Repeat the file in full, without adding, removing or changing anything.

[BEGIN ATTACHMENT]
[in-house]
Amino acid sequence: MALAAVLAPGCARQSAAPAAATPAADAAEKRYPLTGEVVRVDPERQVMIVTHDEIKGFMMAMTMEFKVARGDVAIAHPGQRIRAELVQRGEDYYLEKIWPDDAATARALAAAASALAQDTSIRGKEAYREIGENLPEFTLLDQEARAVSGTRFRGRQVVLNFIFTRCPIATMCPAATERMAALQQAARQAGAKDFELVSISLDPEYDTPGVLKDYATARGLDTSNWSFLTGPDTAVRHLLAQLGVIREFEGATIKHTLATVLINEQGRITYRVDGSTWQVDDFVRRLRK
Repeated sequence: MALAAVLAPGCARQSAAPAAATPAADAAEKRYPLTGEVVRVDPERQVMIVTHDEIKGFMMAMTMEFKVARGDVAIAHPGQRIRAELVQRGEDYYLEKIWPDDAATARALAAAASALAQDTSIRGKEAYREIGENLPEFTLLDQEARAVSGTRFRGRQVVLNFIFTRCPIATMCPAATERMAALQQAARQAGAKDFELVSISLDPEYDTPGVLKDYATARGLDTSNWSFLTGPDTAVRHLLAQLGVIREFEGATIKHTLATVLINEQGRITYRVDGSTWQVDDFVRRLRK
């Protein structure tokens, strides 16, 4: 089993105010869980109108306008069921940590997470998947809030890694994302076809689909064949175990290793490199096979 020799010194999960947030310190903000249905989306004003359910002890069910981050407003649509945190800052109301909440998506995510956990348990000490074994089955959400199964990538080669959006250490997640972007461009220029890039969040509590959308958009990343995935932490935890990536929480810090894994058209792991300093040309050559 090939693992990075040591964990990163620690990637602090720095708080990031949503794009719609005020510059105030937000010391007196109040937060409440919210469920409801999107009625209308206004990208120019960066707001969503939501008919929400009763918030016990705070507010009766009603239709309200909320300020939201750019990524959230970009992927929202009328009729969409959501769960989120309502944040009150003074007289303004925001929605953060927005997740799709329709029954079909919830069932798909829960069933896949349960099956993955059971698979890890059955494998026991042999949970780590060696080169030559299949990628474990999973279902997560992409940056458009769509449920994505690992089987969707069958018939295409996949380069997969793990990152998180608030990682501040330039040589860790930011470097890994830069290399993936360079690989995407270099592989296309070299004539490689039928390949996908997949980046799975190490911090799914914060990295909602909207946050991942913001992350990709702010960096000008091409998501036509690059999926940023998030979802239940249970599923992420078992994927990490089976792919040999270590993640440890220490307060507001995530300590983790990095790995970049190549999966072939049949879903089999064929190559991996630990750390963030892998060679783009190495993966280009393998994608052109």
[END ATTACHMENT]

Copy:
[in-house]
Amino acid sequence: MALAAVLAPGCARQSAAPAAATPAADAAEKRYPLTGEVVRVDPERQVMIVTHDEIKGFMMAMTMEFKVARGDVAIAHPGQRIRAELVQRGEDYYLEKIWPDDAATARALAAAASALAQDTSIRGKEAYREIGENLPEFTLLDQEARAVSGTRFRGRQVVLNFIFTRCPIATMCPAATERMAALQQAARQAGAKDFELVSISLDPEYDTPGVLKDYATARGLDTSNWSFLTGPDTAVRHLLAQLGVIREFEGATIKHTLATVLINEQGRITYRVDGSTWQVDDFVRRLRK
Repeated sequence: MALAAVLAPGCARQSAAPAAATPAADAAEKRYPLTGEVVRVDPERQVMIVTHDEIKGFMMAMTMEFKVARGDVAIAHPGQRIRAELVQRGEDYYLEKIWPDDAATARALAAAASALAQDTSIRGKEAYREIGENLPEFTLLDQEARAVSGTRFRGRQVVLNFIFTRCPIATMCPAATERMAALQQAARQAGAKDFELVSISLDPEYDTPGVLKDYATARGLDTSNWSFLTGPDTAVRHLLAQLGVIREFEGATIKHTLATVLINEQGRITYRVDGSTWQVDDFVRRLRK
């Protein structure tokens, strides 16, 4: 089993105010869980109108306008069921940590997470998947809030890694994302076809689909064949175990290793490199096979 020799010194999960947030310190903000249905989306004003359910002890069910981050407003649509945190800052109301909440998506995510956990348990000490074994089955959400199964990538080669959006250490997640972007461009220029890039969040509590959308958009990343995935932490935890990536929480810090894994058209792991300093040309050559 090939693992990075040591964990990163620690990637602090720095708080990031949503794009719609005020510059105030937000010391007196109040937060409440919210469920409801999107009625209308206004990208120019960066707001969503939501008919929400009763918030016990705070507010009766009603239709309200909320300020939201750019990524959230970009992927929202009328009729969409959501769960989120309502944040009150003074007289303004925001929605953060927005997740799709329709029954079909919830069932798909829960069933896949349960099956993955059971698979890890059955494998026991042999949970780590060696080169030559299949990628474990999973279902997560992409940056458009769509449920994505690992089987969707069958018939295409996949380069997969793990990152998180608030990682501040330039040589860790930011470097890994830069290399993936360079690989995407270099592989296309070299004539490689039928390949996908997949980046799975190490911090799914914060990295909602909207946050991942913001992350990709702010960096000008091409998501036509690059999926940023998030979802239940249970599923992420078992994927990490089976792919040999270590993640440890220490307060507001995530300590983790990095790995970049190549999966072939049949879903089999064929190559991996630990750390963030892998060679783009190495993966280009393998994608052109």